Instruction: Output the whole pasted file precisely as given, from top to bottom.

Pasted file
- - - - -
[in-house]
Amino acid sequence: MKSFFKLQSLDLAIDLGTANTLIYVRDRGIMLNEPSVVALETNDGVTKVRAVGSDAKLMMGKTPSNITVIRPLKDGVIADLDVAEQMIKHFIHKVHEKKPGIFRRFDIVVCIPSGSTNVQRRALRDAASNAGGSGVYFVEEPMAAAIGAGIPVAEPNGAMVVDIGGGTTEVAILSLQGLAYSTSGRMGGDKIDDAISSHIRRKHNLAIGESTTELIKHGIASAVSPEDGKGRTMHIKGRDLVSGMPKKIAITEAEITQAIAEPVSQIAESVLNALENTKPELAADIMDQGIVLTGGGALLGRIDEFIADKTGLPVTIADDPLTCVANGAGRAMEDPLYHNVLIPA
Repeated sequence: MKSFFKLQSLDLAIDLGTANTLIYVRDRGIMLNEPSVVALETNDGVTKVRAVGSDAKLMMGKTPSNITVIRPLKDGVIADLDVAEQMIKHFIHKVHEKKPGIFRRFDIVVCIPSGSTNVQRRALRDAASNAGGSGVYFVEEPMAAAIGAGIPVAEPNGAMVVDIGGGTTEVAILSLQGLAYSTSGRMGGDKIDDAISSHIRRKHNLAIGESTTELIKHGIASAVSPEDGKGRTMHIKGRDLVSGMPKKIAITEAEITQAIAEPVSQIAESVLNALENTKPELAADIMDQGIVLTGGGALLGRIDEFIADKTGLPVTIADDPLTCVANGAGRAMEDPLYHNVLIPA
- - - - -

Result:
[in-house]
Amino acid sequence: MKSFFKLQSLDLAIDLGTANTLIYVRDRGIMLNEPSVVALETNDGVTKVRAVGSDAKLMMGKTPSNITVIRPLKDGVIADLDVAEQMIKHFIHKVHEKKPGIFRRFDIVVCIPSGSTNVQRRALRDAASNAGGSGVYFVEEPMAAAIGAGIPVAEPNGAMVVDIGGGTTEVAILSLQGLAYSTSGRMGGDKIDDAISSHIRRKHNLAIGESTTELIKHGIASAVSPEDGKGRTMHIKGRDLVSGMPKKIAITEAEITQAIAEPVSQIAESVLNALENTKPELAADIMDQGIVLTGGGALLGRIDEFIADKTGLPVTIADDPLTCVANGAGRAMEDPLYHNVLIPA
Repeated sequence: MKSFFKLQSLDLAIDLGTANTLIYVRDRGIMLNEPSVVALETNDGVTKVRAVGSDAKLMMGKTPSNITVIRPLKDGVIADLDVAEQMIKHFIHKVHEKKPGIFRRFDIVVCIPSGSTNVQRRALRDAASNAGGSGVYFVEEPMAAAIGAGIPVAEPNGAMVVDIGGGTTEVAILSLQGLAYSTSGRMGGDKIDDAISSHIRRKHNLAIGESTTELIKHGIASAVSPEDGKGRTMHIKGRDLVSGMPKKIAITEAEITQAIAEPVSQIAESVLNALENTKPELAADIMDQGIVLTGGGALLGRIDEFIADKTGLPVTIADDPLTCVANGAGRAMEDPLYHNVLIPA